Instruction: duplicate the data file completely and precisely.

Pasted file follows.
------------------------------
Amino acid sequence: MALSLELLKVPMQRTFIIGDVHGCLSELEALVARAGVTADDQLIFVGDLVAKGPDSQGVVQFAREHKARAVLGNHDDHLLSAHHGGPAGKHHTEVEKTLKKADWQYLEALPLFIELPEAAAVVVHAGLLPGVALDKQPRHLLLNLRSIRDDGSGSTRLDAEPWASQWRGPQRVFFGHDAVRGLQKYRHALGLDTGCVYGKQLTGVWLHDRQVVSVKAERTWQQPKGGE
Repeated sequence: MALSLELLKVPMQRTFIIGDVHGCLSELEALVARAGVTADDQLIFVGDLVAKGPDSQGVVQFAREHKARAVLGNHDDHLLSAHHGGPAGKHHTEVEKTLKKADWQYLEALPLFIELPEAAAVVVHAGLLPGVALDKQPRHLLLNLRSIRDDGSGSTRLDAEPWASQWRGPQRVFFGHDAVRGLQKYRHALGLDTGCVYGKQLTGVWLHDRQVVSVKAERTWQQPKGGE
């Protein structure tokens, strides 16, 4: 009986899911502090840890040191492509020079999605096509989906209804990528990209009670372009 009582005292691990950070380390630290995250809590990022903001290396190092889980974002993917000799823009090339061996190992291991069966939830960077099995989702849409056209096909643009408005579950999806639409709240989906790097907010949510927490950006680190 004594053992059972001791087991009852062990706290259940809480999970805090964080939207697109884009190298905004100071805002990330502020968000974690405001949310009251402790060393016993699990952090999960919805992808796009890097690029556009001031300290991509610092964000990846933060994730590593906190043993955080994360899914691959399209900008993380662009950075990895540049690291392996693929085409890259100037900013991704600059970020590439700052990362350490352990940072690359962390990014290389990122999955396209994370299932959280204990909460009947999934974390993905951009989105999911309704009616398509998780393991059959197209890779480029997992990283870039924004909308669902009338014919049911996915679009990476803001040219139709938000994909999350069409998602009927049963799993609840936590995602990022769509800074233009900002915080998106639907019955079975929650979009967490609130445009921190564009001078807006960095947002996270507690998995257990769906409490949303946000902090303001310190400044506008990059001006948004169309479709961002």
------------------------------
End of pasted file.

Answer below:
Amino acid sequence: MALSLELLKVPMQRTFIIGDVHGCLSELEALVARAGVTADDQLIFVGDLVAKGPDSQGVVQFAREHKARAVLGNHDDHLLSAHHGGPAGKHHTEVEKTLKKADWQYLEALPLFIELPEAAAVVVHAGLLPGVALDKQPRHLLLNLRSIRDDGSGSTRLDAEPWASQWRGPQRVFFGHDAVRGLQKYRHALGLDTGCVYGKQLTGVWLHDRQVVSVKAERTWQQPKGGE
Repeated sequence: MALSLELLKVPMQRTFIIGDVHGCLSELEALVARAGVTADDQLIFVGDLVAKGPDSQGVVQFAREHKARAVLGNHDDHLLSAHHGGPAGKHHTEVEKTLKKADWQYLEALPLFIELPEAAAVVVHAGLLPGVALDKQPRHLLLNLRSIRDDGSGSTRLDAEPWASQWRGPQRVFFGHDAVRGLQKYRHALGLDTGCVYGKQLTGVWLHDRQVVSVKAERTWQQPKGGE
């Protein structure tokens, strides 16, 4: 009986899911502090840890040191492509020079999605096509989906209804990528990209009670372009 009582005292691990950070380390630290995250809590990022903001290396190092889980974002993917000799823009090339061996190992291991069966939830960077099995989702849409056209096909643009408005579950999806639409709240989906790097907010949510927490950006680190 004594053992059972001791087991009852062990706290259940809480999970805090964080939207697109884009190298905004100071805002990330502020968000974690405001949310009251402790060393016993699990952090999960919805992808796009890097690029556009001031300290991509610092964000990846933060994730590593906190043993955080994360899914691959399209900008993380662009950075990895540049690291392996693929085409890259100037900013991704600059970020590439700052990362350490352990940072690359962390990014290389990122999955396209994370299932959280204990909460009947999934974390993905951009989105999911309704009616398509998780393991059959197209890779480029997992990283870039924004909308669902009338014919049911996915679009990476803001040219139709938000994909999350069409998602009927049963799993609840936590995602990022769509800074233009900002915080998106639907019955079975929650979009967490609130445009921190564009001078807006960095947002996270507690998995257990769906409490949303946000902090303001310190400044506008990059001006948004169309479709961002």